To determine whether amygdalar-hippocampal structures were associated in relation to the number of memories elicited or their level of detail or both, we ran correlation analyses between the volume of these cerebral structures and the rates of emotional memories, in the one hand, and the specificity scores, on the other. Interestingly, correlations were also obtained for the rates of emotional memories (p = 0.03 and r = 0.54 for the right hippocampus, and p = 0.05 and r = 0.49 for the right amygdala), but not with the specificity scores of the emotional category (p = 0.25 and r = 0.25 for the right hippocampus, p = 1 and r < 0 for the left hippocampus, and p = 0.10 and r = 0.46 for the right amygdala).

To detect a potential involvement of the amygdalar-hippocampal structures over the lifespan, we carried out correlations independently for each life period. Emotional scores correlated with the right hippocampal volume for all life periods but the first (p = 0.02 and r = 0.60 for the “10–29 years” period, p = 0.0003 and r = 0.81 for the “30–59 years” period, p = 0.007 and r = 0.67 for the “after 60 years” period, p = 0.03 and r = 0.54 for the “previous year”) and with the left hippocampus for the three intermediate periods (p = 0.009 and r = 0.66 for the “10–29 years” period, p = 0.008 and r = 0.67 for the “30–59 years” period, p = 0.01 and r = 0.64 for the “after 60 years” period). Emotional scores were also correlated with the volume of the right amygdala for all life periods but the first (p = 0.02 and r = 0.60 for the “10–29 years” period, p = 0.001 and r = 0.76 for the “30–59 years” period, p = 0.01 and r = 0.64 for the “after 60 years” period, p = 0.02 and r = 0.58 for the “previous year”). Only correlations with a threshold of p < or = 0.01 remained significant after correction for multiple analyses, considering the five different life periods.

Discussion

The aim of the present study was to analyze the influence of emotion on AbM in AD patients in comparison with elderly healthy controls, and to study the relationships between deficit in emotional AbM and the degree of hippocampal and amygdalar atrophy. Compared with healthy controls, AD patients showed impaired emotional scores on the MCT, and a lower rate of emotional memories. However, for the emotional memories still accessible for AD patients, the degree of specificity was preserved in comparison with their own neutral memories and the healthy controls’ emotional memories. In other words, AD patients had an overall emotional AbM impairment, which could be explained by a quantitative deficit, whereas their remaining memories would be qualitatively enhanced with emotion. Finally, we have demonstrated positive correlations between the emotional scores and the volumes of the right amygdala and the hippocampus in AD patients, for the global emotional scores and rates of memories, and no correlation for the specificity scores.

Emotional Autobiographical Memory During Normal Aging

In line with previous studies of AbM during normal aging (Comblain et al., 2005; Schaefer and Philippot, 2005; St Jacques and Levine, 2007; see Holland and Kensinger, 2010, for a review), we found an enhancement effect of emotion on AbMs in healthy controls. Based on our data, this effect was observed both on the proportion of the retrieved emotional memories and their degree of specificity. While most studies agree that a memory would more likely be accessed when emotionally colored (see Buchanan, 2007, for a review), the role of emotion on the degree of specificity associated with AbMs remains controversial. According to some authors, emotions would increase the level of contextual details (Comblain et al., 2005; St Jacques and Levine, 2007), or it would be only associated with vividness of remote AbMs according to other studies (Schaefer and Philippot, 2005).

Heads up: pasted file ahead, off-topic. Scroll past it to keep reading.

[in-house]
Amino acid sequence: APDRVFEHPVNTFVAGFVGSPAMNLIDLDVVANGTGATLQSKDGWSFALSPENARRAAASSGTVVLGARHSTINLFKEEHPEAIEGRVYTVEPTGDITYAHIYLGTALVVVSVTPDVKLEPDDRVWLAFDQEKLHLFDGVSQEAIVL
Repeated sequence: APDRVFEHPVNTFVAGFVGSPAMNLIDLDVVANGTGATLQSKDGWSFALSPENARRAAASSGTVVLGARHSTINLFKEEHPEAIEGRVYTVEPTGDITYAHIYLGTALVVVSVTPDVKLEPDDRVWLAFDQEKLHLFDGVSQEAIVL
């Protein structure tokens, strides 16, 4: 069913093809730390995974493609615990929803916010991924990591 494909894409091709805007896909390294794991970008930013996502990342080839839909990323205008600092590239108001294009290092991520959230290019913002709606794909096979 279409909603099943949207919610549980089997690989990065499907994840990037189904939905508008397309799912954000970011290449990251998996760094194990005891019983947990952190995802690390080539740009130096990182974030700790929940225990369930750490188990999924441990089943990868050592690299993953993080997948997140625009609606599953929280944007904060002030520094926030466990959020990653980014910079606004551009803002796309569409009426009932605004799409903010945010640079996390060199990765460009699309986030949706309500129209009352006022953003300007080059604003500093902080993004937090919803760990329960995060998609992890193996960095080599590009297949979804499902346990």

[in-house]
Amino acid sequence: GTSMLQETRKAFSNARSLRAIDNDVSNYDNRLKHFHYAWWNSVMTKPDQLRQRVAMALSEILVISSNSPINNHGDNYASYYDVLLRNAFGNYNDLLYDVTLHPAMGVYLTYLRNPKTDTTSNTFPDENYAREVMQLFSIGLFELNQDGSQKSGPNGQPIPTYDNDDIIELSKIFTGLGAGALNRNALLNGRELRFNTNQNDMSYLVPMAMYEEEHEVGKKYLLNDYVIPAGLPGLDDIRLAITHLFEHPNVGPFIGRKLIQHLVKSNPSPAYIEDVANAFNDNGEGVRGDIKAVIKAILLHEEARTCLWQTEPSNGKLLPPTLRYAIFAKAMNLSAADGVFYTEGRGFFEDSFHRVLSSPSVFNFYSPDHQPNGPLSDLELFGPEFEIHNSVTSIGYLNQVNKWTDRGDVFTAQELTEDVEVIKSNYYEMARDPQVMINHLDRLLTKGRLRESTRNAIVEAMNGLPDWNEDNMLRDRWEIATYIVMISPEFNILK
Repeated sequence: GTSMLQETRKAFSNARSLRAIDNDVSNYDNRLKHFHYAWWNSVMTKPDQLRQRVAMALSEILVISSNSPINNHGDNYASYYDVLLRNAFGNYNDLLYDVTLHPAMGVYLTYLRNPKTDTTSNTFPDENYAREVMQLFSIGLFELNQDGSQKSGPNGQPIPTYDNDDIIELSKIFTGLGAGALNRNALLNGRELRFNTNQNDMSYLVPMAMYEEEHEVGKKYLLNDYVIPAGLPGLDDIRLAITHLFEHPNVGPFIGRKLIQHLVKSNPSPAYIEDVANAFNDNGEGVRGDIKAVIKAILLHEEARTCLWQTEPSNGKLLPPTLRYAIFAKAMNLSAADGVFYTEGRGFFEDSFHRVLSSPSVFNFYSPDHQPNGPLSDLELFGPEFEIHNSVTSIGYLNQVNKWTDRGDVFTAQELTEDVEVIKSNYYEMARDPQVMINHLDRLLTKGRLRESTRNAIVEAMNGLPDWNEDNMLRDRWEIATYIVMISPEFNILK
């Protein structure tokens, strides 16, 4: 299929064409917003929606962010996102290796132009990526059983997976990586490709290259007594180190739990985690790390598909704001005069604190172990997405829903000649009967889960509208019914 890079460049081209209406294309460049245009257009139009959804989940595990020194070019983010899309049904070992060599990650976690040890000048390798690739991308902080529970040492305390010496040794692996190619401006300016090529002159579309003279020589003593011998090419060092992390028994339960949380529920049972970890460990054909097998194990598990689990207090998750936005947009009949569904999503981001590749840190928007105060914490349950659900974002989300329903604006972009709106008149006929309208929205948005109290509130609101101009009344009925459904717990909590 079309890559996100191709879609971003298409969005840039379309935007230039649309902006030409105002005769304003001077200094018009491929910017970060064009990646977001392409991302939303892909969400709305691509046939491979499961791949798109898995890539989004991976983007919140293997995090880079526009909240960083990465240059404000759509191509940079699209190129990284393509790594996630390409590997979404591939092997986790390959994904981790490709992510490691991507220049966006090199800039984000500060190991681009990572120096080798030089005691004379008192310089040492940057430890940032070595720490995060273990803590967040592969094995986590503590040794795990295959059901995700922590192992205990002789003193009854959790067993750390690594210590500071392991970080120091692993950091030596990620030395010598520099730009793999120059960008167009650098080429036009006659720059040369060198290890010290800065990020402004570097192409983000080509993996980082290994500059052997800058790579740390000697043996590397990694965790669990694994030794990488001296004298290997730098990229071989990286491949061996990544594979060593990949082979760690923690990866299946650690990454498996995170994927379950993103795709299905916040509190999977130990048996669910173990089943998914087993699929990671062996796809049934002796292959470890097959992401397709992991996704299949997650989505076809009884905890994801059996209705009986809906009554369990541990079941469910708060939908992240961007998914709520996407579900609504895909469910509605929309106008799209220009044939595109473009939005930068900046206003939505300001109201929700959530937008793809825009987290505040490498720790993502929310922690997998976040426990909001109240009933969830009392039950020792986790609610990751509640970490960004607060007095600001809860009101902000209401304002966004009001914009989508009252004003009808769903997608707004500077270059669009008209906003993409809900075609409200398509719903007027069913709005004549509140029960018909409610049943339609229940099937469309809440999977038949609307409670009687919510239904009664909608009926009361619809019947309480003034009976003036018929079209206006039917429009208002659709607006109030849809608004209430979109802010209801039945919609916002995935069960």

We found a differential effect of emotional memory enhancement during normal aging, depending on the life period, with greater scores on the MCT for the “10–29 years” period, revealed by higher emotional scores. This period corresponds to the “reminiscence bump” (Rubin and Schulkind, 1997), which comprises memories from adolescence and young adulthood. These memories are thought to remain more stable over time as they consist of events that are “self-defining”. In accordance with previous studies (Rubin and Berntsen, 2003; Haque and Hasking, 2010), our results seem to confirm the central role of emotions at the time of encoding, which would account for the fact that subjects recall more memories from this period of life, which would also be more detailed (but see Janssen and Murre, 2008 for opposite results).

Deficient Emotional Autobiographical Memory in AD

Based on the scores on the MCT, we showed an impairment of overall emotional AbMs in AD compared with normal aging, with a time-extended pattern of deficits and without an emotional reminiscence bump effect. Since AD patients were healthy at the time of memory encoding, this time-extensive deficit appears likely to affect either the storage or the retrieval processes. Conversely, a deficit of emotional enhancement uniquely related to memory formation would have been expected for the recent period only (i.e., after the disease onset). It is likely that the patients had an additional deficit of emotional memory formation for the “recent year” period where their scores were lower, however the difference was not significant as compared with the other life periods. A deficit of emotional enhancement has already been demonstrated in relation to memory formation in studies focusing on anterograde memory in AD (Hamann et al., 2000; Abrisqueta-Gomez et al., 2002; Kensinger et al., 2002, 2004; Kazui et al., 2003) and correlated to the degree of atrophy in the amygdala (Ikeda et al., 1998; Mori et al., 1999). Our study complements these previous observations, regarding the storage/retrieval phases, since this is, to our knowledge, the first to highlight a deficit of remote memory for emotional events in AD (no significant difference was found in Addis et al., 2009; Irish et al., 2010). Interestingly, the same pattern of deficits has been shown in studies of patients presenting with MTL lesion (Buchanan et al., 2005, 2006).